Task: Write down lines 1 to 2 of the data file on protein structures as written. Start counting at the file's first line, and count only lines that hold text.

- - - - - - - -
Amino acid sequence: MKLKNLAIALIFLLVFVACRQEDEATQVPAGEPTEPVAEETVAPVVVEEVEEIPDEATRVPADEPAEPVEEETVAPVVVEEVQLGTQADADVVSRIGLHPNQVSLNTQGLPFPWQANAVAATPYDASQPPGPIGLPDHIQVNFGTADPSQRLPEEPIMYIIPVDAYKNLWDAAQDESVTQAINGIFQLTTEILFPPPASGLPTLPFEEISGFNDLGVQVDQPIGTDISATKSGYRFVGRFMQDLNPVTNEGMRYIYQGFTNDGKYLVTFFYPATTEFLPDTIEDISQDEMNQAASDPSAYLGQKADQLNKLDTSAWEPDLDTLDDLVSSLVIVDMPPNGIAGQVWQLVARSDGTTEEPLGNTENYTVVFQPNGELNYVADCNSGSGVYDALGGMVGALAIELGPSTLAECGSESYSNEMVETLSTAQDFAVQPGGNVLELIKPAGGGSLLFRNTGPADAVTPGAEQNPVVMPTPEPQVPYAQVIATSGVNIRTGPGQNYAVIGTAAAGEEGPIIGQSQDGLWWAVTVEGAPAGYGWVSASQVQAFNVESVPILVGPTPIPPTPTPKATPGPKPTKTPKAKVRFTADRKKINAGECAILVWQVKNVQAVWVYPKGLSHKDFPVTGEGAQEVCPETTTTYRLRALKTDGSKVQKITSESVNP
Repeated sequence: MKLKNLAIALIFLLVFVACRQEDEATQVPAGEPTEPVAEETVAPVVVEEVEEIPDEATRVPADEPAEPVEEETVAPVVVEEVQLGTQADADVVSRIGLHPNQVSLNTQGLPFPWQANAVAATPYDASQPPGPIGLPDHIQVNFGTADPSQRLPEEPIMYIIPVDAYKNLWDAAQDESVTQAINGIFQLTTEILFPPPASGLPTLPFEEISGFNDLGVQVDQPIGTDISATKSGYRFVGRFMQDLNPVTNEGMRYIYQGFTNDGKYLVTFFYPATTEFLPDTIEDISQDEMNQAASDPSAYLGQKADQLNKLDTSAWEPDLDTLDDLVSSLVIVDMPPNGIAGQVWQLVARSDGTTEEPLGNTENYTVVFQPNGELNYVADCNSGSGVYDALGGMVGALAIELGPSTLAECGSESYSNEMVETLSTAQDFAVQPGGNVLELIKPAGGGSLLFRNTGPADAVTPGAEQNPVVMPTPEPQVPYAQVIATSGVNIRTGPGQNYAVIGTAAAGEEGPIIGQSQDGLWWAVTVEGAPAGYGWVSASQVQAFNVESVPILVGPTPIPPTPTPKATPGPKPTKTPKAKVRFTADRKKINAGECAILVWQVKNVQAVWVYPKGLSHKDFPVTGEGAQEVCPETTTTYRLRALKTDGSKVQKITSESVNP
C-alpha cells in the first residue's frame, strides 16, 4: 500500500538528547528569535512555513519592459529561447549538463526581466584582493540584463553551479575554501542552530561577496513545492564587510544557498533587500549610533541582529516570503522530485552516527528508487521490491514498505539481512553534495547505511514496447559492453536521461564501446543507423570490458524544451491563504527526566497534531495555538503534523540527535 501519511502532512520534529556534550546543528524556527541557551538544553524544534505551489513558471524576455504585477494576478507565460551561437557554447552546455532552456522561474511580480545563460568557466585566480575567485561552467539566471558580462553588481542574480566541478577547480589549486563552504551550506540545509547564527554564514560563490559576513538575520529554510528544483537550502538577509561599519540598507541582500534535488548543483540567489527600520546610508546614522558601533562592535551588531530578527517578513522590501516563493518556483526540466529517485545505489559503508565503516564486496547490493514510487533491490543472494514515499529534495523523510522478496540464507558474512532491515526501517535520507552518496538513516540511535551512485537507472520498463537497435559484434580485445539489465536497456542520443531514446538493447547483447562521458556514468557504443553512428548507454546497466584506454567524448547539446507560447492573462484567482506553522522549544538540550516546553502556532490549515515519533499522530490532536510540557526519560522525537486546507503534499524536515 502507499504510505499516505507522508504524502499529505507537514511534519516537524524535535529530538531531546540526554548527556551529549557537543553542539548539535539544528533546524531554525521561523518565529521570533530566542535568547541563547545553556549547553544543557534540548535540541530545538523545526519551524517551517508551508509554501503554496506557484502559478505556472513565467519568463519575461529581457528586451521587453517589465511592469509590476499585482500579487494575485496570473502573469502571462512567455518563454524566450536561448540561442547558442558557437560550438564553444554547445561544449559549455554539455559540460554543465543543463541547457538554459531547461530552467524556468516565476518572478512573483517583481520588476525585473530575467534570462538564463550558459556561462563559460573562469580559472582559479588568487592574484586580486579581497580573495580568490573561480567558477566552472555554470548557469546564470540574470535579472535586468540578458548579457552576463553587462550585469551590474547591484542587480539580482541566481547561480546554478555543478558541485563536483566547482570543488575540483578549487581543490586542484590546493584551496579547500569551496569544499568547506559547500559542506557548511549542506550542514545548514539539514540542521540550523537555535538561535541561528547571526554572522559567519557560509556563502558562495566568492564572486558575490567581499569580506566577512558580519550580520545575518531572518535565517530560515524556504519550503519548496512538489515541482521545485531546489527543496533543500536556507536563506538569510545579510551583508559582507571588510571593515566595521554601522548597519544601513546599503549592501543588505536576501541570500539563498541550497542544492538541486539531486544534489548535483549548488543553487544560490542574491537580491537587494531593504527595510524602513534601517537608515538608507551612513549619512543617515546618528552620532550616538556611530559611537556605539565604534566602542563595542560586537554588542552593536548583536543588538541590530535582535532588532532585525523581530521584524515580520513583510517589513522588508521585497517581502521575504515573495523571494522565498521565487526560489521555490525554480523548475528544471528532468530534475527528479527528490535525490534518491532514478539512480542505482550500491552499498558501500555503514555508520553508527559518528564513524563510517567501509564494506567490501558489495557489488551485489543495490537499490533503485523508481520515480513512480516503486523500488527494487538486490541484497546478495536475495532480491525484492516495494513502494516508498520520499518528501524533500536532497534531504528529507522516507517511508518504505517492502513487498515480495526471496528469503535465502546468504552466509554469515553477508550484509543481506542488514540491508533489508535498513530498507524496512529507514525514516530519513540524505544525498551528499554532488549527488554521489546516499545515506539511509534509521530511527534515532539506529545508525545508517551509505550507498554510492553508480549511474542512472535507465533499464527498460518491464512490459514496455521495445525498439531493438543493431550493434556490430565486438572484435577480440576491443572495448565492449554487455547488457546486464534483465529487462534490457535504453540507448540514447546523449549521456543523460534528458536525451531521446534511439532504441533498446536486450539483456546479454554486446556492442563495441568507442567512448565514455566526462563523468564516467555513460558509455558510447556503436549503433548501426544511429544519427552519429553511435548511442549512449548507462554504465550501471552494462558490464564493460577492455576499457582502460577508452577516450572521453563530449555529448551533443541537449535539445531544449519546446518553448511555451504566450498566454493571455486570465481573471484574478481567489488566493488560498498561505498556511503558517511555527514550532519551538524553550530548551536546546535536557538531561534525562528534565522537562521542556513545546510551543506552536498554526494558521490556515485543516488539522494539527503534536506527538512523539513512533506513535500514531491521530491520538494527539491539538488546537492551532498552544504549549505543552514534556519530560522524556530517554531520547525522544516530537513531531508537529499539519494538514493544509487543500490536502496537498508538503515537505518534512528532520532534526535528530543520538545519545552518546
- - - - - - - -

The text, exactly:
Amino acid sequence: MKLKNLAIALIFLLVFVACRQEDEATQVPAGEPTEPVAEETVAPVVVEEVEEIPDEATRVPADEPAEPVEEETVAPVVVEEVQLGTQADADVVSRIGLHPNQVSLNTQGLPFPWQANAVAATPYDASQPPGPIGLPDHIQVNFGTADPSQRLPEEPIMYIIPVDAYKNLWDAAQDESVTQAINGIFQLTTEILFPPPASGLPTLPFEEISGFNDLGVQVDQPIGTDISATKSGYRFVGRFMQDLNPVTNEGMRYIYQGFTNDGKYLVTFFYPATTEFLPDTIEDISQDEMNQAASDPSAYLGQKADQLNKLDTSAWEPDLDTLDDLVSSLVIVDMPPNGIAGQVWQLVARSDGTTEEPLGNTENYTVVFQPNGELNYVADCNSGSGVYDALGGMVGALAIELGPSTLAECGSESYSNEMVETLSTAQDFAVQPGGNVLELIKPAGGGSLLFRNTGPADAVTPGAEQNPVVMPTPEPQVPYAQVIATSGVNIRTGPGQNYAVIGTAAAGEEGPIIGQSQDGLWWAVTVEGAPAGYGWVSASQVQAFNVESVPILVGPTPIPPTPTPKATPGPKPTKTPKAKVRFTADRKKINAGECAILVWQVKNVQAVWVYPKGLSHKDFPVTGEGAQEVCPETTTTYRLRALKTDGSKVQKITSESVNP
Repeated sequence: MKLKNLAIALIFLLVFVACRQEDEATQVPAGEPTEPVAEETVAPVVVEEVEEIPDEATRVPADEPAEPVEEETVAPVVVEEVQLGTQADADVVSRIGLHPNQVSLNTQGLPFPWQANAVAATPYDASQPPGPIGLPDHIQVNFGTADPSQRLPEEPIMYIIPVDAYKNLWDAAQDESVTQAINGIFQLTTEILFPPPASGLPTLPFEEISGFNDLGVQVDQPIGTDISATKSGYRFVGRFMQDLNPVTNEGMRYIYQGFTNDGKYLVTFFYPATTEFLPDTIEDISQDEMNQAASDPSAYLGQKADQLNKLDTSAWEPDLDTLDDLVSSLVIVDMPPNGIAGQVWQLVARSDGTTEEPLGNTENYTVVFQPNGELNYVADCNSGSGVYDALGGMVGALAIELGPSTLAECGSESYSNEMVETLSTAQDFAVQPGGNVLELIKPAGGGSLLFRNTGPADAVTPGAEQNPVVMPTPEPQVPYAQVIATSGVNIRTGPGQNYAVIGTAAAGEEGPIIGQSQDGLWWAVTVEGAPAGYGWVSASQVQAFNVESVPILVGPTPIPPTPTPKATPGPKPTKTPKAKVRFTADRKKINAGECAILVWQVKNVQAVWVYPKGLSHKDFPVTGEGAQEVCPETTTTYRLRALKTDGSKVQKITSESVNP